marilyn, vicky, fatima

Aphasia Threads: Marilyn, Vicky, and Fatima

Welcome to the Aphasia Threads Project, which weaves together three points-of-view: people with aphasia, caregivers, and the professionals who help each family navigate aphasia. Each week, we bring together three unrelated stories, one from each member of this triad, to learn from their experience. This week, we’ll hear from Marilyn, a person with aphasia. Then, we’ll hear from Vicky, who is a caregiver for her husband after his stroke. Finally, we’ll hear from Fatima, a neuropsychologist in São Paulo.

Aphasia Threads

Person with Aphasia

I was searching for words. I thought I was just under stress, but the diagnosis was aphasia. I go to speech therapy, a neurologist, and counseling.


Aphasia Changes Your Life

I can’t talk on the phone. I told my family and friends that I have aphasia.

But There Are Things That Help

I just text everyone. I play Words with Friends and Word Cookies. I write in my journal every day.

And Things You Learn Along the Way

Go to speech therapy and counseling. Tell your friends and family that you have aphasia. They will understand.

What Caregivers and Professionals Can Learn From Me

I don’t know.

Aphasia Threads


It was December 19, 2014. I came home early because we were going to a dear friend’s funeral. The first thing my husband told me is that something weird happened while he was taking a shower. He lost his vision momentarily, but he was okay now. Then he said or did something that––I still think about it––made me realize that something was not right.

I did the FAST test on him. He passed it, but I still felt something was wrong. I called our family doctor, and he talked to my husband and then told me to call 911. They took him to the ER, and my sons and I watched him have a hemorrhagic stroke. My world stopped. He then had a second stroke in June of 2018.


Aphasia Changes Your Life

I was an instructional assistant for almost 20 years, working with special ed children. It was hard to take care of my husband, take him to all his therapy appointments, and work full time. I decided to retire early and did so in December 2015. Because of my experience, I was able to deal with my new normal and be of help to my husband in his recovery. I was able to get him into some studies with the CARR program at Georgetown Medical Center and continue with his speech therapy. I am very protective of my husband. After 42 years of marriage, we have become even closer.

But There Are Things That Help

We try to spend time with friends and relatives so that we always have others around him to help him with his speech. He uses Constant Therapy on his iPad, and he recently started using Tactus Therapy. He is ambitious, has a good disposition, and is always willing to try new things.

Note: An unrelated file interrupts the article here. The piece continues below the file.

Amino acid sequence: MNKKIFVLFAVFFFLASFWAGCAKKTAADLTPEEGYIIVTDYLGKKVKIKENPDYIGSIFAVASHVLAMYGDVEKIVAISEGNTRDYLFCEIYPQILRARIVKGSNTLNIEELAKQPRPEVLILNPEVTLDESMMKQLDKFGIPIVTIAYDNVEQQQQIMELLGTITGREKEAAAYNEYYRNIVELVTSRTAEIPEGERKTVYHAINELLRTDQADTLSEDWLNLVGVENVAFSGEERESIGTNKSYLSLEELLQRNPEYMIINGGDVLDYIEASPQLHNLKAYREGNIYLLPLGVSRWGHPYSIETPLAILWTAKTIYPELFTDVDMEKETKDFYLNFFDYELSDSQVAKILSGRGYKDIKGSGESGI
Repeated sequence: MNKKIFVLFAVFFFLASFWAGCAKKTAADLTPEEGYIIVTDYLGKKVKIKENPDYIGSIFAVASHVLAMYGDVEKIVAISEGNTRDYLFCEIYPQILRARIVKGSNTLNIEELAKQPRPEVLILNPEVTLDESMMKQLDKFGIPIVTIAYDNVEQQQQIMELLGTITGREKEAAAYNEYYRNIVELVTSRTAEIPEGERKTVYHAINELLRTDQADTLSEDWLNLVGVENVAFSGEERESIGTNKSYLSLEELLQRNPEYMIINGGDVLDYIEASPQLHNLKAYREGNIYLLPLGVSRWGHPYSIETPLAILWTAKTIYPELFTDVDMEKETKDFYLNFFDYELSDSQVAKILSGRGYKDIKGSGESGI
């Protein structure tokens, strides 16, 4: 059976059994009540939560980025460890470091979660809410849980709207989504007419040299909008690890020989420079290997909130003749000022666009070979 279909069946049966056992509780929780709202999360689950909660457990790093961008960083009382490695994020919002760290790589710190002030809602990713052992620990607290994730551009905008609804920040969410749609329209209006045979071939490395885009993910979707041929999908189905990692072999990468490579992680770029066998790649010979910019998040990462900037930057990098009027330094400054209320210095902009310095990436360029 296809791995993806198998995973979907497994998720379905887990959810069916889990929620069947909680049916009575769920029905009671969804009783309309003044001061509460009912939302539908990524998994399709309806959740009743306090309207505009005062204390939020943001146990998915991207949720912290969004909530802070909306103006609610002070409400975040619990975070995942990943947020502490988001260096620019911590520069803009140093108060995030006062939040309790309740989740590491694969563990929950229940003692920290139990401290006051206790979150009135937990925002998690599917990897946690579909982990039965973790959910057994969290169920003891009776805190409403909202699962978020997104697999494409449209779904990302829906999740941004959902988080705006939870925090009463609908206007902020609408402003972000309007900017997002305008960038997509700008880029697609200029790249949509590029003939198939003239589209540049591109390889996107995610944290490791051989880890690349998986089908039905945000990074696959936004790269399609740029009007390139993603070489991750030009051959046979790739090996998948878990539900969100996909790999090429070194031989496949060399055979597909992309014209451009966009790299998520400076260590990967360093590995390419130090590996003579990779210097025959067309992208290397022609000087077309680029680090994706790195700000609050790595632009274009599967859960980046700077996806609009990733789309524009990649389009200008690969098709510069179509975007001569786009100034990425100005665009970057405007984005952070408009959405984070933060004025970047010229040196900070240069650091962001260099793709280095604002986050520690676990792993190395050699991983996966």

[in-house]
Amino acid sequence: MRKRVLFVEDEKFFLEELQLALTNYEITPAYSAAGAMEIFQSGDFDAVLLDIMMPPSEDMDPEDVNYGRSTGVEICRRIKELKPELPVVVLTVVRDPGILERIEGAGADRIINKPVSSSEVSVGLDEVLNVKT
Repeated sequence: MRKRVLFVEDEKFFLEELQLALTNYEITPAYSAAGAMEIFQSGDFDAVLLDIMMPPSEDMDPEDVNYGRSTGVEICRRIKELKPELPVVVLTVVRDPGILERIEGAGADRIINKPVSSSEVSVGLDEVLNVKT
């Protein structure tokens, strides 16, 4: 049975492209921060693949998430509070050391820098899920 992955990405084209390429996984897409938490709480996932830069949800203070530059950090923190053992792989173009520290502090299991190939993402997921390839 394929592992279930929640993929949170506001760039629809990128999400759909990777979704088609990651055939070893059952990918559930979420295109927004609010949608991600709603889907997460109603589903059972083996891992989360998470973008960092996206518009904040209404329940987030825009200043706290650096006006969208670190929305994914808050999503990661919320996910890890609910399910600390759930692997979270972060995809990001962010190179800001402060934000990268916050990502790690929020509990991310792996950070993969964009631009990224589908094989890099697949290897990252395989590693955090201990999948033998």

And Things You Learn Along the Way

Learn as much as you can about aphasia. Knowledge is power! Be patient and try to take care of yourself, too. Allow family and friends to help both of you.

What People with Aphasia and Professionals Can Learn From Me

It is not easy to be thrown into something like this. Aphasia affects both the patient and the caregiver. Aphasia patients have lost their speech, not their intelligence.

Aphasia Threads


Fatima works as a neuropsychologist in São Paulo.

I was a psychologist, and I could not believe that there was no way to treat people with aphasia. I went to study brain functions and became a neuropsychologist, a specialist in language, in Brazil.


What I’ve Noticed Along the Way

Aphasia needs to be better understood by all in order to lessen prejudice. Psychology should have a specialized study of aphasia.

There Are Things That Help

I observe that the best results include treatment in the form of a conversation group. I research a lot of options in the field of neuropsychological group treatment, and I see that the return to functionality is very promising.

And I Encourage New Professionals to Learn About Aphasia

Everyone needs a therapeutic listening environment where they can state their feelings and difficulties without hurting or worrying their families.

What People with Aphasia and Caregivers Can Learn From Me

“A alegria de viver a cada dia é o mais importante” in Portuguese means “The joy of living each day is the most important.”


Aphasia Threads

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